Written by Scott Campbell.
Published at 07:13 BST on Friday, 27th July 2012.
Council, Health Board and Police team up to 'Keep People Safe' against abuse or harassment

Picture is copyright of Cumbernauld Media/ Scott Campbell.

A new council, police and health board partnership will see witnesses and victims of crime kept safe throughout Cumbernauld, and North Lanarkshire as a whole.

The new partnership between Strathclyde Police, North Lanarkshire council and NHS Lanarkshire will see a new alarm device with GPS tracking being offered to victims and/or witnesses of crime within the area who are at risk of harm.
Commenting, North Lanarkshire Divisional Commander, Chief Superintendent Nelson Telfer said: “I am delighted to see the arrival of the GPS new alarm devices with within North Lanarkshire. This type of alarm will allow the Police to quickly locate the user whenever the device is activated. It also reassures people to know that if they need the Police, we can trace them by following the GPS location markers. Often, when a person is involved in a serious incident, they feel unable to leave the house fearful they will be victimised. This alarm will allow them to feel more confident when going out in public and can provide great reassurance after being involved in a distressing experience.”

The new device is the latest technology to be used to ensure the Police are ‘Keeping People Safe’ in relation to domestic abuse and public protection matters, with the new devices being funded by North Lanarkshire Housing and Social Work, North Lanarkshire Public Protection and the Integrated Children’s Services Chief Officer Group, where NHS Lanarkshire made a contribution.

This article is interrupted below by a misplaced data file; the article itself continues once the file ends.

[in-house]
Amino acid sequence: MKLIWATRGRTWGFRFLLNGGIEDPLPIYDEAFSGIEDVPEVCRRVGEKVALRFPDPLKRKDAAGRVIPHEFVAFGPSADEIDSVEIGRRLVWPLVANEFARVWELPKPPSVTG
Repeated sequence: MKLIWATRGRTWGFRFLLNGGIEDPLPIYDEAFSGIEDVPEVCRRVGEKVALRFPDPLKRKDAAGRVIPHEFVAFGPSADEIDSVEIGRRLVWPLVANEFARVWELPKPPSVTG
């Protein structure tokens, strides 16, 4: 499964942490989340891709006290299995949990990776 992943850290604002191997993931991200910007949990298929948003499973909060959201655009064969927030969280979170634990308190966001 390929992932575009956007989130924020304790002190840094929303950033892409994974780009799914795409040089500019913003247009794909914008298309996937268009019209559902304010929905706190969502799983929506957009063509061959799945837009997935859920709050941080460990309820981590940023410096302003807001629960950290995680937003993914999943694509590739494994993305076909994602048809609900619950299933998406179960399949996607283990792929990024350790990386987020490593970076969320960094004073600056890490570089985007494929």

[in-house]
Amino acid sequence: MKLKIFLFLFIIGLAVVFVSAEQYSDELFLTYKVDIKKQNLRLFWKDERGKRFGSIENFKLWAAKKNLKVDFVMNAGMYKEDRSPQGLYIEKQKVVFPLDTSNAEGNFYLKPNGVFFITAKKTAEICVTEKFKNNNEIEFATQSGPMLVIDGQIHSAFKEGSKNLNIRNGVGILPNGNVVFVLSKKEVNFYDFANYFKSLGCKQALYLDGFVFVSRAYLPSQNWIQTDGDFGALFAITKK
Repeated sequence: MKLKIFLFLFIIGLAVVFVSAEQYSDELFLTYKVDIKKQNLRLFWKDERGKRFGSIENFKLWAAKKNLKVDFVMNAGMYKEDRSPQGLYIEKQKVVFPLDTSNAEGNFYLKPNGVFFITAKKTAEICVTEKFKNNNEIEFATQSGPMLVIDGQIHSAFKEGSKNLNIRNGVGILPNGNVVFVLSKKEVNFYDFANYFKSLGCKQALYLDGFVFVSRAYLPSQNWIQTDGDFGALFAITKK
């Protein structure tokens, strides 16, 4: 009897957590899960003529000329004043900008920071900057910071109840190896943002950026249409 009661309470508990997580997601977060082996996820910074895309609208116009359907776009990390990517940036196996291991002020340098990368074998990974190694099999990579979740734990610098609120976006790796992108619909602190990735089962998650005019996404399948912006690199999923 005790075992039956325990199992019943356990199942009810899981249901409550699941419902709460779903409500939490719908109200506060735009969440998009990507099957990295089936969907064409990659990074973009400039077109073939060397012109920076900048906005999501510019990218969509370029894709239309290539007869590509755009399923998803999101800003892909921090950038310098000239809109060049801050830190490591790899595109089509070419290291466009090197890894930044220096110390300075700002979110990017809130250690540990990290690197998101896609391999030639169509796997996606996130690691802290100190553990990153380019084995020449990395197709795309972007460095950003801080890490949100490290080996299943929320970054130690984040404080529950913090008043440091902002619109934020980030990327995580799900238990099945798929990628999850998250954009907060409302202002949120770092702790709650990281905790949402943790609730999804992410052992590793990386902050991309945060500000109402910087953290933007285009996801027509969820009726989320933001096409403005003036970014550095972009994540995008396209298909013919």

Mr Telfer added: “We are making a real difference in reducing serious crime in North Lanarkshire and our concern for victims does not end when reports are made to the Procurator Fiscal. We work to ensure that people don’t become repeat victims and will continue to look at technology to prevent and detect crime. Criminals should realise we are never going to stop exploring ways to arrest them and our absolute objective is to Keep People Safe and protect the citizens of North Lanarkshire.”

The discrete device will be issued to victims of serious crime who can activate it by simply touching a button. Satellite technology then gives their exact location and officers can be deployed to help them. The operator can also listen remotely to a victim if it’s suspected they are being attacked.

The technology was tested in the Bellshill area prior to being purchased and was given to a victim of an assault who said: “By adopting a different attitude to the problem, backed up by the security of the GPS alarm, I slowly but surely started to gain enough confidence to leave my home, to go to the shops, and even venture to the local park to take the dogs for a walk. Over the weeks, life started to take on a new perspective - freedom from fear of attack. I have been able to go about my day to day life, accompanied by my ‘silent friend’ secure in the knowledge that if I needed help it was only a matter of pressing the button and it would be on its way.”

The devices are limited and will be issued to the people who most need them in order of vulnerability. They systems have been commissioned for use over the next three years which have provided a viable sustainable approach to protecting people within our communities.